The bench noted that Sebi's response can contain the relevant causal factors, and the need for putting into place a robust mechanism to protect investors.
NEW DELHI — The Supreme Court on Friday observed that there is a need for a robust regulatory framework to protect the interest of the investors and if Centre agrees, a committee may be set up to suggest regulatory improvements.
The Supreme Court said this while hearing a plea seeking a direction to set up a committee monitored by a retired apex court judge to investigate the Hindenburg Research report, which resulted in crashing of Adani group company share prices and caused massive loss to small investors.
During the hearing, the bench noted that the point that really “bothers us is how do we protect the interest of the Indian investors?”
A bench headed by Chief Justice D.Y. Chandrachud and comprising Justices P.S. Narasimha and J.B. Pardiwala, in its order, noted that the court has indicated to Solicitor General Tushar Mehta, representing Sebi, its concern in connection with ensuring that regulatory mechanism within the country is duly strengthened so that Indian investors could be protected against sudden volatility which has been witnessed in recent weeks.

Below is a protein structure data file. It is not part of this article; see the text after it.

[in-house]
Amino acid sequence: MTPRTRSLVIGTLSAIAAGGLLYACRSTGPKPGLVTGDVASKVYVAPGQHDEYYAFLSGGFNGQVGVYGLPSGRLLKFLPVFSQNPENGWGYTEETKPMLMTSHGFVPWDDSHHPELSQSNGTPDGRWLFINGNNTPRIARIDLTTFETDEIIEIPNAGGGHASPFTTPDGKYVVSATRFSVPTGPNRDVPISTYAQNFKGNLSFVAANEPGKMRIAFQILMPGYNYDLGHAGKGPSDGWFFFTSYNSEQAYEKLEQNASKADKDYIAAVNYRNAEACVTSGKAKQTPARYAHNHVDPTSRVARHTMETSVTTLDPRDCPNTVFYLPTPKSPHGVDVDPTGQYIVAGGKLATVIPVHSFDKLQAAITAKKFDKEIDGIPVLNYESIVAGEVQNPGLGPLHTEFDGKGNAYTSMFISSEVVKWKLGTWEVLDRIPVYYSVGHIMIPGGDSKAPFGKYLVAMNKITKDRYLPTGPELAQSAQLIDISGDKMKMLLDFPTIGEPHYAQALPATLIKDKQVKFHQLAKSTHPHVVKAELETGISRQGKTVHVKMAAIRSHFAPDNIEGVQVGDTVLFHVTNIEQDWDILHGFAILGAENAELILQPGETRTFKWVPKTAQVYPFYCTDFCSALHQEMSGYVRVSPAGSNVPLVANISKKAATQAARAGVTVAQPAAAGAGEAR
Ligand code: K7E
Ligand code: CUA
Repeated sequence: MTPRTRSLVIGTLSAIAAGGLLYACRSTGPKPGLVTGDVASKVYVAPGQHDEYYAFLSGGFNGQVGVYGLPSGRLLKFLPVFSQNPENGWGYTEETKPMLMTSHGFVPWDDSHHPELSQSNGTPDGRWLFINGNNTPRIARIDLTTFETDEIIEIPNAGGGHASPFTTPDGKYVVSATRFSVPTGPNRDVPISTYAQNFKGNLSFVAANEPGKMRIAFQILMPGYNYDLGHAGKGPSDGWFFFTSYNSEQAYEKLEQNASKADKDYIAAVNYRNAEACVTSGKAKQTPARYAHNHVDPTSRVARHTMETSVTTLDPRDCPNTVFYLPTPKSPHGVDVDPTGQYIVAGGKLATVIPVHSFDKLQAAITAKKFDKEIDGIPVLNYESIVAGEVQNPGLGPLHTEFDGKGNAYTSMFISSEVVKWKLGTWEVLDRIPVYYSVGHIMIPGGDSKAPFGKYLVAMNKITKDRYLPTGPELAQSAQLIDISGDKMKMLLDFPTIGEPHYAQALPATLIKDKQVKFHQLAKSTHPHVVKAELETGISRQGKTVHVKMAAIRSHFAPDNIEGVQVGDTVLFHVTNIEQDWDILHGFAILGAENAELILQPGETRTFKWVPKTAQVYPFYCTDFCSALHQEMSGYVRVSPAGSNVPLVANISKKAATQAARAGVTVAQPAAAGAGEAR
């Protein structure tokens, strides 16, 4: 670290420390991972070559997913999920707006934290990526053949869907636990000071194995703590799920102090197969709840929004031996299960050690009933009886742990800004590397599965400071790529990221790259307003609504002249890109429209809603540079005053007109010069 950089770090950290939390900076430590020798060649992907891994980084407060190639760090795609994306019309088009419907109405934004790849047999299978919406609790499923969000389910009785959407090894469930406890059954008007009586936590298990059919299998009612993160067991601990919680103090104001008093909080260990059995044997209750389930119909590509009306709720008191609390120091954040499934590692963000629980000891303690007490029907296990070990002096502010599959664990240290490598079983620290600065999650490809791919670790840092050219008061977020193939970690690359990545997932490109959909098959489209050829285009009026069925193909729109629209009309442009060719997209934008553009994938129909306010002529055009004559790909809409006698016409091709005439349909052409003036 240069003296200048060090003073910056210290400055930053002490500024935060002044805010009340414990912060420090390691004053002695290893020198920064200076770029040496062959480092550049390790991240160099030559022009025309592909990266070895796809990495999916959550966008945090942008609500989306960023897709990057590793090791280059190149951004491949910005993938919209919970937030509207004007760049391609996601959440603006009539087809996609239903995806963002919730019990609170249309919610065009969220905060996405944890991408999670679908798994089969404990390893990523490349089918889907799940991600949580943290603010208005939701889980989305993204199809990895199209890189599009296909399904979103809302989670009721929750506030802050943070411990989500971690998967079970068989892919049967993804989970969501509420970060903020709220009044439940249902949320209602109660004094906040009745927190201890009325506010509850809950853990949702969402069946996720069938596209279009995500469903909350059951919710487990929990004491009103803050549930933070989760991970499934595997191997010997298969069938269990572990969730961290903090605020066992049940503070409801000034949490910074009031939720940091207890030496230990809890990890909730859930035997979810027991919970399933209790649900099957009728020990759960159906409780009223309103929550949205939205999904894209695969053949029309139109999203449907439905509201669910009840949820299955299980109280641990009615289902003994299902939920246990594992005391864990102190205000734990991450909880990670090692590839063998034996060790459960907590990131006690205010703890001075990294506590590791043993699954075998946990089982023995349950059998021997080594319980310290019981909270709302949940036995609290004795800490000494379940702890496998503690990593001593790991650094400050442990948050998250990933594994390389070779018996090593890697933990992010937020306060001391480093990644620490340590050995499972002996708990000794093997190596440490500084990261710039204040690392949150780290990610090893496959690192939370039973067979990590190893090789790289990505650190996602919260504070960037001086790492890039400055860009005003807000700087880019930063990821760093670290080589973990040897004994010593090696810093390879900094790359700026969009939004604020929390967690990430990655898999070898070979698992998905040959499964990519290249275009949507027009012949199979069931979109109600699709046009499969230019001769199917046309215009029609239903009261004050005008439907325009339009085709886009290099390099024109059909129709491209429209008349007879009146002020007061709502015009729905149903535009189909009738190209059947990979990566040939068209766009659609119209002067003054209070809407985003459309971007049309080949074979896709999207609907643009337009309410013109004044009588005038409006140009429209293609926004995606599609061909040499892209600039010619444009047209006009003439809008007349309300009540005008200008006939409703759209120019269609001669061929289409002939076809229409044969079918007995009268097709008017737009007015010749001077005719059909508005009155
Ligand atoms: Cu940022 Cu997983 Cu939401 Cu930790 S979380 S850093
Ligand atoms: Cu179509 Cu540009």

The bench noted that Sebi’s response can contain the relevant causal factors, and the need for putting into place a robust mechanism to protect investors.
It further added that if the Centre is ready to accept the suggestion, the necessary recommendation of the committee may be made and a brief note on legal and factual matrix may be filed by the Solicitor General by Monday.
Mehta assured the top court that Sebi has closely monitored the situation and continues to do so, in view of the Hindenburg report.
After hearing arguments, the apex court fixed the hearing on Monday, asking the Sebi to come back with a response on the regulatory regime and the steps taken in the wake of Hindenburg report controversy. Advocates Vishal Tiwari and M.L. Sharma have filed two separate petitions in connection with the Hindenburg controversy. — IANS